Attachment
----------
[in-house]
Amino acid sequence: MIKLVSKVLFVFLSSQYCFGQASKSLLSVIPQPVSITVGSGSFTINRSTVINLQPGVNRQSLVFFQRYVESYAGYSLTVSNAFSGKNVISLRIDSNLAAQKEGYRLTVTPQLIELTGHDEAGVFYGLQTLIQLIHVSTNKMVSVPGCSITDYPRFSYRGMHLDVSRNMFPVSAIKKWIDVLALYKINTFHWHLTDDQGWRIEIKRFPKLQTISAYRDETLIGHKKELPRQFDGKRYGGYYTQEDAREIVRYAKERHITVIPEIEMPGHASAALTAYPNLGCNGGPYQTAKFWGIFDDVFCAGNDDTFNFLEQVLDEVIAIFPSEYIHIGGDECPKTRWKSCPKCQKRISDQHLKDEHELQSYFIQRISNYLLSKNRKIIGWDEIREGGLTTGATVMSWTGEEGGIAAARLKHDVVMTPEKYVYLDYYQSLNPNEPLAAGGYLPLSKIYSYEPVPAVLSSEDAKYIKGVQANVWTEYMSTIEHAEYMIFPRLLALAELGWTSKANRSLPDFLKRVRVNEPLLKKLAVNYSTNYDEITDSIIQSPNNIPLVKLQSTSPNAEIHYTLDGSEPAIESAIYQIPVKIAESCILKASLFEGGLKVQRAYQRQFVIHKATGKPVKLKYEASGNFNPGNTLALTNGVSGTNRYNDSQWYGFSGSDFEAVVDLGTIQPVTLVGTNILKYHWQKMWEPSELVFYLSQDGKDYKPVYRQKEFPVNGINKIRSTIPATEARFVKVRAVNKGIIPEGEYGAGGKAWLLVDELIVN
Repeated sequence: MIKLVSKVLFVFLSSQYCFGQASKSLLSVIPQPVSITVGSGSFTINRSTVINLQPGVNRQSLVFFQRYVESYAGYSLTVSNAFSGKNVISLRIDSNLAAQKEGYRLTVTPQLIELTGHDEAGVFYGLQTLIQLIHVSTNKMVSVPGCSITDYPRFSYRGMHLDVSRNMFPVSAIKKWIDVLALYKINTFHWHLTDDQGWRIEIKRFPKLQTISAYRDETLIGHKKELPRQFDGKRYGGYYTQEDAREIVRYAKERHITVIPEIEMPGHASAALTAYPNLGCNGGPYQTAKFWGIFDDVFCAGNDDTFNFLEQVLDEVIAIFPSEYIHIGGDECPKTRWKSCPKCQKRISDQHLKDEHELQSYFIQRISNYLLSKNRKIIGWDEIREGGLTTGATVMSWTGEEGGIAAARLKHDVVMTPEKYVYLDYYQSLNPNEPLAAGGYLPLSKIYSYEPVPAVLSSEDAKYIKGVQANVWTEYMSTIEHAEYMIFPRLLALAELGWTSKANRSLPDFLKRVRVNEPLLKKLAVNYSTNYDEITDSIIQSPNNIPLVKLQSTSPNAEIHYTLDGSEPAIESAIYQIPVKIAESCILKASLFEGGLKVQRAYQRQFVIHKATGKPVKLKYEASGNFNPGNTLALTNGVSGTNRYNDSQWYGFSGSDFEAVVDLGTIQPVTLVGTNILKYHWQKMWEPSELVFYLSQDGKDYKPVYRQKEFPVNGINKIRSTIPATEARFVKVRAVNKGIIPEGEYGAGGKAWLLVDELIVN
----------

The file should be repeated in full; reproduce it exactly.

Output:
[in-house]
Amino acid sequence: MIKLVSKVLFVFLSSQYCFGQASKSLLSVIPQPVSITVGSGSFTINRSTVINLQPGVNRQSLVFFQRYVESYAGYSLTVSNAFSGKNVISLRIDSNLAAQKEGYRLTVTPQLIELTGHDEAGVFYGLQTLIQLIHVSTNKMVSVPGCSITDYPRFSYRGMHLDVSRNMFPVSAIKKWIDVLALYKINTFHWHLTDDQGWRIEIKRFPKLQTISAYRDETLIGHKKELPRQFDGKRYGGYYTQEDAREIVRYAKERHITVIPEIEMPGHASAALTAYPNLGCNGGPYQTAKFWGIFDDVFCAGNDDTFNFLEQVLDEVIAIFPSEYIHIGGDECPKTRWKSCPKCQKRISDQHLKDEHELQSYFIQRISNYLLSKNRKIIGWDEIREGGLTTGATVMSWTGEEGGIAAARLKHDVVMTPEKYVYLDYYQSLNPNEPLAAGGYLPLSKIYSYEPVPAVLSSEDAKYIKGVQANVWTEYMSTIEHAEYMIFPRLLALAELGWTSKANRSLPDFLKRVRVNEPLLKKLAVNYSTNYDEITDSIIQSPNNIPLVKLQSTSPNAEIHYTLDGSEPAIESAIYQIPVKIAESCILKASLFEGGLKVQRAYQRQFVIHKATGKPVKLKYEASGNFNPGNTLALTNGVSGTNRYNDSQWYGFSGSDFEAVVDLGTIQPVTLVGTNILKYHWQKMWEPSELVFYLSQDGKDYKPVYRQKEFPVNGINKIRSTIPATEARFVKVRAVNKGIIPEGEYGAGGKAWLLVDELIVN
Repeated sequence: MIKLVSKVLFVFLSSQYCFGQASKSLLSVIPQPVSITVGSGSFTINRSTVINLQPGVNRQSLVFFQRYVESYAGYSLTVSNAFSGKNVISLRIDSNLAAQKEGYRLTVTPQLIELTGHDEAGVFYGLQTLIQLIHVSTNKMVSVPGCSITDYPRFSYRGMHLDVSRNMFPVSAIKKWIDVLALYKINTFHWHLTDDQGWRIEIKRFPKLQTISAYRDETLIGHKKELPRQFDGKRYGGYYTQEDAREIVRYAKERHITVIPEIEMPGHASAALTAYPNLGCNGGPYQTAKFWGIFDDVFCAGNDDTFNFLEQVLDEVIAIFPSEYIHIGGDECPKTRWKSCPKCQKRISDQHLKDEHELQSYFIQRISNYLLSKNRKIIGWDEIREGGLTTGATVMSWTGEEGGIAAARLKHDVVMTPEKYVYLDYYQSLNPNEPLAAGGYLPLSKIYSYEPVPAVLSSEDAKYIKGVQANVWTEYMSTIEHAEYMIFPRLLALAELGWTSKANRSLPDFLKRVRVNEPLLKKLAVNYSTNYDEITDSIIQSPNNIPLVKLQSTSPNAEIHYTLDGSEPAIESAIYQIPVKIAESCILKASLFEGGLKVQRAYQRQFVIHKATGKPVKLKYEASGNFNPGNTLALTNGVSGTNRYNDSQWYGFSGSDFEAVVDLGTIQPVTLVGTNILKYHWQKMWEPSELVFYLSQDGKDYKPVYRQKEFPVNGINKIRSTIPATEARFVKVRAVNKGIIPEGEYGAGGKAWLLVDELIVN